Another thing mentioned above is why I came here. I really have no one to talk to about all this and this experience. Sadly disorders like this and many others are so alien to public knowledge. As I thought when I met her "A.D.D.? The paying attention problem?" Obviously it is far different from that, and average people dont truly understand/respect it.

When I walked in to this I feared that I was putting my feelings at serious risk dating tbis girl. After soul searching, researching, and taking time to read all of your own experiences, I see the situation as a win win.

At best, Il end up with an amazing girl that puts a smile on my face.

At worst, Il have a good friend and a much better understanding and love for people around me.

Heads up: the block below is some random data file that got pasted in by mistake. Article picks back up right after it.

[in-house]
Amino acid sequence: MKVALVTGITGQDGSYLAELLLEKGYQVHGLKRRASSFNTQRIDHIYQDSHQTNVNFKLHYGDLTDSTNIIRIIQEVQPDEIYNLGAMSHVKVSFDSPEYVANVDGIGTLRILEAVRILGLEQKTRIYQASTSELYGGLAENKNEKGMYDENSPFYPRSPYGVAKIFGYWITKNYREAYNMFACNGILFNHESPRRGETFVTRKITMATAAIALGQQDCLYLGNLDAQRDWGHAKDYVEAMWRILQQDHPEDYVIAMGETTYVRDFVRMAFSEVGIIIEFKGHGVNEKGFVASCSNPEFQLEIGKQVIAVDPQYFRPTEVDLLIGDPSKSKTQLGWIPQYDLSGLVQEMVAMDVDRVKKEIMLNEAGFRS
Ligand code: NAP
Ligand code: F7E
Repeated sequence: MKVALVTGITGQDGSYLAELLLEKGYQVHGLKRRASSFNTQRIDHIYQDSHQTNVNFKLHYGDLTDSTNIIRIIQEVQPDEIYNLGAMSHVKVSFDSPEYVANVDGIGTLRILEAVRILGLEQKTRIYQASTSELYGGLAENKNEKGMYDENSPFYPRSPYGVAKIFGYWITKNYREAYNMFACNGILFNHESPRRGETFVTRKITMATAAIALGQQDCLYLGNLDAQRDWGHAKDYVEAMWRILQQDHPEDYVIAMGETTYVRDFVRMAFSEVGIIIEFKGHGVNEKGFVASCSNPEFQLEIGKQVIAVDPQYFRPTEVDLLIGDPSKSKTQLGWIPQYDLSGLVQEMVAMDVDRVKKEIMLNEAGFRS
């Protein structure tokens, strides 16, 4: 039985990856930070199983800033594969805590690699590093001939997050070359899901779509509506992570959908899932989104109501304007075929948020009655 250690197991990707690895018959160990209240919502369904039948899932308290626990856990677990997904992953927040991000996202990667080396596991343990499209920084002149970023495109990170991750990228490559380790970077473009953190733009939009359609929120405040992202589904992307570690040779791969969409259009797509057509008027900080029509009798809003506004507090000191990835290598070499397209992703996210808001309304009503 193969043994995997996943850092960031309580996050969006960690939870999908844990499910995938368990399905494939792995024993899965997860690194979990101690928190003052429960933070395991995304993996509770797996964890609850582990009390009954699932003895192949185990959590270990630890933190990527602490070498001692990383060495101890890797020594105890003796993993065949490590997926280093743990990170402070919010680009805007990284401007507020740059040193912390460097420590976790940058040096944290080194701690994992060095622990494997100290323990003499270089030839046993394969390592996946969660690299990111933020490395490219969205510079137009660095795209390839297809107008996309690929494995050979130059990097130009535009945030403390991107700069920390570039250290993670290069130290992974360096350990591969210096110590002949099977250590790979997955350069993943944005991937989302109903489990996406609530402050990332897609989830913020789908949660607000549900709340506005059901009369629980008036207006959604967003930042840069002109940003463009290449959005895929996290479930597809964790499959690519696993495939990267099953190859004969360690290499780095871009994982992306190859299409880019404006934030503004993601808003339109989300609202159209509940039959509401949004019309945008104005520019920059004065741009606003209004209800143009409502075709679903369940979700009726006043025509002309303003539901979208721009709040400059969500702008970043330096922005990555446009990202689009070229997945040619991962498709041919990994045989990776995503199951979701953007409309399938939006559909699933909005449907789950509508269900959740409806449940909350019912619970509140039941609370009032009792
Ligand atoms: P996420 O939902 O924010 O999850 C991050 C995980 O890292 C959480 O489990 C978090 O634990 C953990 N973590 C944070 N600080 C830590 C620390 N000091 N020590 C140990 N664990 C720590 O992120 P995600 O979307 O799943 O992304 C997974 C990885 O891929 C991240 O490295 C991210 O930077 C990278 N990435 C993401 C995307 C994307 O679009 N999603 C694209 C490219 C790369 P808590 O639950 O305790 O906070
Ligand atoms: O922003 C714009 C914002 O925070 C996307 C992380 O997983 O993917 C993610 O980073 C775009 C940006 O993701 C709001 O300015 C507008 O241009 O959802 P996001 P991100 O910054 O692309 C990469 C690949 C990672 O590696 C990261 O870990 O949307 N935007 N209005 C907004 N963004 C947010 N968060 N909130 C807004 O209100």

We all got our quirks, A.D.D. is hers.

Jace1973
03-20-14, 07:07 PM
Like my wife says "you'll grow to love her/his quirks" even the annoying ones, it's part of who she is. All the best!

sarahsweets
03-21-14, 05:05 AM
The only thing I can think of is
:please keep all arms and legs inside the ride until it comes to a complete stop"

pawlpawl27
03-22-14, 10:53 AM
Is it common for there to be regular distance?


Basically where we are at now.

Wev been dating, but because of her fear of commitment I told her were taking things slow and "going steady" or "making things official" is not an immediate need for me.

Shes expressed shes warming strongly to me, but because of her business with work and all that, I will be lucky if I can have a full real conversation with her once a week.

We try to send eachother at least 1 text a day, but its fairly regular for her to not do it and text the next day saying she forgot.